BANGKOK: Thai prime ministerial candidate Pita Limjaroenrat may have sufficient support from political allies to form a government after an electoral victory on Sunday (May 14).
But when it comes to his race for the premiership, there remains one obstacle that could hold him back from the finish line: The 250 senators in the Upper House, whose votes could determine Thailand’s next prime minister.
Forty-two-year-old Pita – the leader of the progressive Move Forward Party – and his eight-party coalition have secured 313 seats in the 500-member House of Representatives.
For Mr Pita to win the premiership, he needs the approval from more than half of the 750-seat National Assembly, or at least 376 votes in either the House of Representatives alone or the Senate too.
This is where complications arise.
The coalition needs 63 more votes for its prime ministerial candidate Mr Pita to become prime minister, but several senators seem undecided on whether they will support his premiership, while others have made it clear they will vote against him.
One of them is Mr Jadej Insawang. He told local media on Tuesday he will vote against Mr Pita because he disagrees with his stand on the royal defamation law.
“I view that this approach is intended to belittle the monarchy,” he said.
Political observers view the issue as a political fault line in present-day Thailand, where calls for reform of the monarchy have been heard since pro-democracy demonstrations led by youths three years ago.
Mr Pita and his party support the amendment of the royal defamation law to prevent it from being used as a political tool.
Also known as the lese-majeste law, it punishes whoever defames, insults or threatens the king, the queen, the heir-apparent or the regent with imprisonment of three to fifteen years – the same penalty as for involuntary manslaughter.
Since 2020, hundreds of political activists including children have been prosecuted with the law.
MOUNTING PRESSURE ON THE SENATORS
Following the general election on Sunday, the 250 senators and their role in selecting the prime minister has become a matter of interest.
This is largely because they were not elected but handpicked and appointed by the National Council for Peace and Order (NCPO) – the military government led by Gen Prayut Chan-o-cha.
Gen Prayut is Thailand’s incumbent prime minister. He seized power from the democratically elected government of Yingluck Shinawatra in 2014 and put Thailand under authoritarian rule for nearly five years.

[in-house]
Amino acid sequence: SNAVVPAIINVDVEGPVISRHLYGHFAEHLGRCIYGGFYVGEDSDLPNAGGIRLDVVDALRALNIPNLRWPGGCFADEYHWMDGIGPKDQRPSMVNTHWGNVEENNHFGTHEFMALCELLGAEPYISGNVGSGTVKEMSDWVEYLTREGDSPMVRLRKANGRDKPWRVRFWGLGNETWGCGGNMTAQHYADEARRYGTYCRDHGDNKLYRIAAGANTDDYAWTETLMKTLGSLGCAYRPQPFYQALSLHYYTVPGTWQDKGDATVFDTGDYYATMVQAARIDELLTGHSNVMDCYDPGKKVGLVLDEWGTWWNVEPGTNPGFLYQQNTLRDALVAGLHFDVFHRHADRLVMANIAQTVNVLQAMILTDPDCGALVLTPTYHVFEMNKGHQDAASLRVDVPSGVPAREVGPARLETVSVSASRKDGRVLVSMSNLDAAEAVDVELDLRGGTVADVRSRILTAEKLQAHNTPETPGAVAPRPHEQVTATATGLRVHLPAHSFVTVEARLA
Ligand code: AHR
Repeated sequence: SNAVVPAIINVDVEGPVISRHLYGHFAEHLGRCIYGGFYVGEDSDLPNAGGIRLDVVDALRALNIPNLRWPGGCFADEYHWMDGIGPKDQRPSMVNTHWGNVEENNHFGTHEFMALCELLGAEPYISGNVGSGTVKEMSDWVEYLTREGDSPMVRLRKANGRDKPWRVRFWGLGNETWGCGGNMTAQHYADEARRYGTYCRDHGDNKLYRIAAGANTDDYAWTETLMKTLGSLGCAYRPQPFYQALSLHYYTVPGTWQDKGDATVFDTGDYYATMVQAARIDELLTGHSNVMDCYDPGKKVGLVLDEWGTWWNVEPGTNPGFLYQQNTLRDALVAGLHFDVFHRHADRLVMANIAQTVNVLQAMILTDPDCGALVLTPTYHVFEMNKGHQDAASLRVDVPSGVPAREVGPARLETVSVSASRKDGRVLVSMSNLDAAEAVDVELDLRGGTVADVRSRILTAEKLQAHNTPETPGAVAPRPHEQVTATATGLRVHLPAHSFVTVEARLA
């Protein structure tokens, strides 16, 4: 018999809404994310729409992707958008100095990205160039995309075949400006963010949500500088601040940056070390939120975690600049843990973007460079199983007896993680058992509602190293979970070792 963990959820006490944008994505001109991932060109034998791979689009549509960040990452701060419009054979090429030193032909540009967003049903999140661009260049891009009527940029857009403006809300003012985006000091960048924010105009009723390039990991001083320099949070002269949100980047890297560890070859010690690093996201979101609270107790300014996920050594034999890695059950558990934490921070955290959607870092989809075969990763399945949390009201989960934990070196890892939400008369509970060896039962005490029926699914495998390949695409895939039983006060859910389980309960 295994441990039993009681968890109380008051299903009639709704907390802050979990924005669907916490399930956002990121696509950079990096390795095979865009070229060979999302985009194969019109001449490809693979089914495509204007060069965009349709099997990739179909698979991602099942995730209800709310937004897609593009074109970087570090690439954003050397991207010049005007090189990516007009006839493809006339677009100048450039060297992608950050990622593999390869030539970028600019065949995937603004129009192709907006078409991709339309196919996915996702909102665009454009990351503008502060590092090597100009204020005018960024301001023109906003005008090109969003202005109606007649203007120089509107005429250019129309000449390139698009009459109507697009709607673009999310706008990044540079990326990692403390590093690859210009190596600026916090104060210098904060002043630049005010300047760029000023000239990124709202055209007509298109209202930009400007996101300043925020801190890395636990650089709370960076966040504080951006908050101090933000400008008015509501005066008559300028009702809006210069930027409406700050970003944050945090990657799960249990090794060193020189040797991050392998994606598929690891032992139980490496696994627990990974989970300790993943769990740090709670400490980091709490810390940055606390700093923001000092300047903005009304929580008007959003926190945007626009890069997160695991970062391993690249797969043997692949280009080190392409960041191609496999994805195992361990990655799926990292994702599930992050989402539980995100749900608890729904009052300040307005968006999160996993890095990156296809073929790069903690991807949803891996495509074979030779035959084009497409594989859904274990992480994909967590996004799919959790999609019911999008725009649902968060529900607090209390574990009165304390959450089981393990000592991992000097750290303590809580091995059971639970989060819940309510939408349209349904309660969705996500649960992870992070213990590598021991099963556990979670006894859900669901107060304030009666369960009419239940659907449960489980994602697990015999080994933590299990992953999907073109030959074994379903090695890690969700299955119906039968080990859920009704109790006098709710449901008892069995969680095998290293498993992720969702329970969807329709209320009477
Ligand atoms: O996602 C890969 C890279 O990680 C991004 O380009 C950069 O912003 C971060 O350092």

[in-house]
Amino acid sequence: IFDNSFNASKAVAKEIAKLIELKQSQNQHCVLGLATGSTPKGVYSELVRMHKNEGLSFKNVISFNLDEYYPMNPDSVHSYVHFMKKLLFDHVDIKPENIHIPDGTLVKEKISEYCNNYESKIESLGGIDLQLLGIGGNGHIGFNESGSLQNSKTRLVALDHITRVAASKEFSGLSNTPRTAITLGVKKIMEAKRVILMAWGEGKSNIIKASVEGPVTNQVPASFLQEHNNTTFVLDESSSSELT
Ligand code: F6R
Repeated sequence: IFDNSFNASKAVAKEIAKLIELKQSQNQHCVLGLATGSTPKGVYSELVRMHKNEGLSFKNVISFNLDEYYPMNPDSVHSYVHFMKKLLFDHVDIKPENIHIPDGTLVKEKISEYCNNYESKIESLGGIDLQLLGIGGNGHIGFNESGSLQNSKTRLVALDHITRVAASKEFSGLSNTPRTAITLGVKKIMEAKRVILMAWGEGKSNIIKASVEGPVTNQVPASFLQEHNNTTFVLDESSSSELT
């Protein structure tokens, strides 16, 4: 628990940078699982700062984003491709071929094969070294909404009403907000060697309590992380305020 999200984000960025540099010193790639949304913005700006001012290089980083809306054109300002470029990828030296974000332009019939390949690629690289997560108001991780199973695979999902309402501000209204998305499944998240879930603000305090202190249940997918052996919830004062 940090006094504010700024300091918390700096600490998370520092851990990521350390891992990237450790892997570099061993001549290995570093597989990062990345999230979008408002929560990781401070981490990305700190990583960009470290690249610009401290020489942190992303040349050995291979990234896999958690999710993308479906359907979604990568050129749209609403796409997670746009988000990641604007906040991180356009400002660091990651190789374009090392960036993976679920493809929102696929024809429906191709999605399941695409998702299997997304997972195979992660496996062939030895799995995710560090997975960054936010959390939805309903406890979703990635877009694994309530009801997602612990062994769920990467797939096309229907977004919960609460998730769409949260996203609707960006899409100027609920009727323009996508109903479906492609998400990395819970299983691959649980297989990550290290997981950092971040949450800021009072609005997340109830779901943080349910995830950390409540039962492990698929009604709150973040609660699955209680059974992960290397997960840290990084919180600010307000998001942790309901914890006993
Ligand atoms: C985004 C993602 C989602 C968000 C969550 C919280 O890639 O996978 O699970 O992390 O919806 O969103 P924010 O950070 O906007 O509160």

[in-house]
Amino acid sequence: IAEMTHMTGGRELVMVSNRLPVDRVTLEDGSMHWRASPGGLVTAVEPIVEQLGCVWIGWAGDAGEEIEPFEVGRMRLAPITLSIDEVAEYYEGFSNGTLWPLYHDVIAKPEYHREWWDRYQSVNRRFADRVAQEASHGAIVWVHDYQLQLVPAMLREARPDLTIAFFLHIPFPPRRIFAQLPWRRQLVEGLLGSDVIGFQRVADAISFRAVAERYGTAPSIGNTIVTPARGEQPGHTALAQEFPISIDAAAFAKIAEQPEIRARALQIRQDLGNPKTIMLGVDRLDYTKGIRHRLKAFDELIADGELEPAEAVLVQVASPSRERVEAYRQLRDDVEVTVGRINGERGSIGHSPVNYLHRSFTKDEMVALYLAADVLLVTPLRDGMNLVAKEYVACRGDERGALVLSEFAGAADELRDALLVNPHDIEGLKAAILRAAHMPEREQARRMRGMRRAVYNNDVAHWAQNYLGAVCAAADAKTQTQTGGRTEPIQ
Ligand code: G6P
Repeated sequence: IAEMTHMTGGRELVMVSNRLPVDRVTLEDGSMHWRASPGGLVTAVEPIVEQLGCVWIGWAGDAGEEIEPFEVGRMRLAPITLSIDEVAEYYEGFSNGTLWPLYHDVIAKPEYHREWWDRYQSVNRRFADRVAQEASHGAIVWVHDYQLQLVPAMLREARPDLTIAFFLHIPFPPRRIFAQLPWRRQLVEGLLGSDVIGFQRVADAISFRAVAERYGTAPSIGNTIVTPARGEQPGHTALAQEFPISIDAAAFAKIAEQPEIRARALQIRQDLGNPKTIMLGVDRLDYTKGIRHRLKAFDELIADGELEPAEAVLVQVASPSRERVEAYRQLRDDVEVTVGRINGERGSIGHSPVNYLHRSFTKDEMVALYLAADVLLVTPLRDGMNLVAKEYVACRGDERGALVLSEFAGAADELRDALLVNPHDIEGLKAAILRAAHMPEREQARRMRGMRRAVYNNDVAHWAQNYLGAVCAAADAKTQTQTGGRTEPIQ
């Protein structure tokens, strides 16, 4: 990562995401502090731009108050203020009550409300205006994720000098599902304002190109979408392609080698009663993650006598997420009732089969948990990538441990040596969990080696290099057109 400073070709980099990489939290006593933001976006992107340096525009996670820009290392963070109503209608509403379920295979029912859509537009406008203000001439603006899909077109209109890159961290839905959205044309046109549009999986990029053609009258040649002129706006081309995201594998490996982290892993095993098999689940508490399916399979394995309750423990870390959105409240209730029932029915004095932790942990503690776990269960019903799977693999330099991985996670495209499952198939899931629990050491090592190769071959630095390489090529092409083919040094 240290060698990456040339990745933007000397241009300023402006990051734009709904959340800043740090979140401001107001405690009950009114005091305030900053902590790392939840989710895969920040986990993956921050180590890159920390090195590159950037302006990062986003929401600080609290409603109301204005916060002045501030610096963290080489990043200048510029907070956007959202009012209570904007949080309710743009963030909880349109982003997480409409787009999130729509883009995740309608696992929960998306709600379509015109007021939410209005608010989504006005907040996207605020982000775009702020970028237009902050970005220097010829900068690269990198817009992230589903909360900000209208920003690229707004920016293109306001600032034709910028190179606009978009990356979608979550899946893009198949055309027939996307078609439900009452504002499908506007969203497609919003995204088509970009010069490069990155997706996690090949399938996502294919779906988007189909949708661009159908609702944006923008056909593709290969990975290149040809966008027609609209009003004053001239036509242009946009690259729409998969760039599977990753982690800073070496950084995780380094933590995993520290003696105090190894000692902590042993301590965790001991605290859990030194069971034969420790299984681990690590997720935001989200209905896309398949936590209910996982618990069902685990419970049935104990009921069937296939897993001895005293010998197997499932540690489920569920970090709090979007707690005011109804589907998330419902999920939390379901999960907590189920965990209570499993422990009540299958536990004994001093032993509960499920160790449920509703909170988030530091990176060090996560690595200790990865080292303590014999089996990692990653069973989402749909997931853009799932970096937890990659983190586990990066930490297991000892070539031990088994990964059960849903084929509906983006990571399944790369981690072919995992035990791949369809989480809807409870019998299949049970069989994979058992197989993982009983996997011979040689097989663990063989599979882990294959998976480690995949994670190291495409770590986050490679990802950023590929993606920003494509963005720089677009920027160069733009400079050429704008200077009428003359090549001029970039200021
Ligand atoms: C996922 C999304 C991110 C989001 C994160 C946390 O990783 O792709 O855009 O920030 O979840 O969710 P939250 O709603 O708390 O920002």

After the previous election in 2019, all but one senator voted for his premiership. But the scenario is different this time with Mr Pita, whose party has been critical of the senators’ role in the prime ministerial selection.
Following its unexpected win last weekend, some senators implied that Mr Pita’s party should try to consolidate 376 votes in the Lower House instead of having to rely on them.
“You came in first place. So, go coordinate with every political party. If you get 376 Members of Parliament (MPs), then it’s okay and you don’t need the senators,” Mr Wanchai Sornsiri told local media on Monday.
Two days later, he wrote on Facebook that he will vote for “whoever can consolidate the majority of votes among the MPs”.
The reactions of certain senators have provoked strong criticisms from the public, whose consensus was clearly reflected in the general election.
Preliminary results published by the Election Commission on Monday showed most Thais favour opposition parties Move Forward and Pheu Thai over the pro-military government of Gen Prayut.
With the people’s consensus, Mr Pita is confident his coalition can form a government with him as the prime minister.
“Going against the people’s consensus is not beneficial to any side at all, even to the Senate,” said the prime minister hopeful in a press conference on Monday.
The 250 senators are under mounting pressure from Thais. While some remain unclear about their votes, others have come out to show support for the Move Forward Party leader. This includes Mr Sathit Limpongpan, who told local media he initially planned to abstain but later changed his mind.
“When you have garnered 313 votes and don’t intend to garner more, this shows the senators' participation has already been included in the picture. I, as a senator, have to exercise my rights according to democratic principles by voting in the same direction as the majority of MPs,” local news outlet The Standard quoted Mr Sathit as saying on Thursday.
Meanwhile, it is clear that Mr Pita will not receive the approval of at least 70 potential MPs from the Bhumjaithai Party.
The political group issued a statement on Wednesday, maintaining it will not support a prime minister candidate whose party’s policies include the amendment or abolishment of the royal defamation law.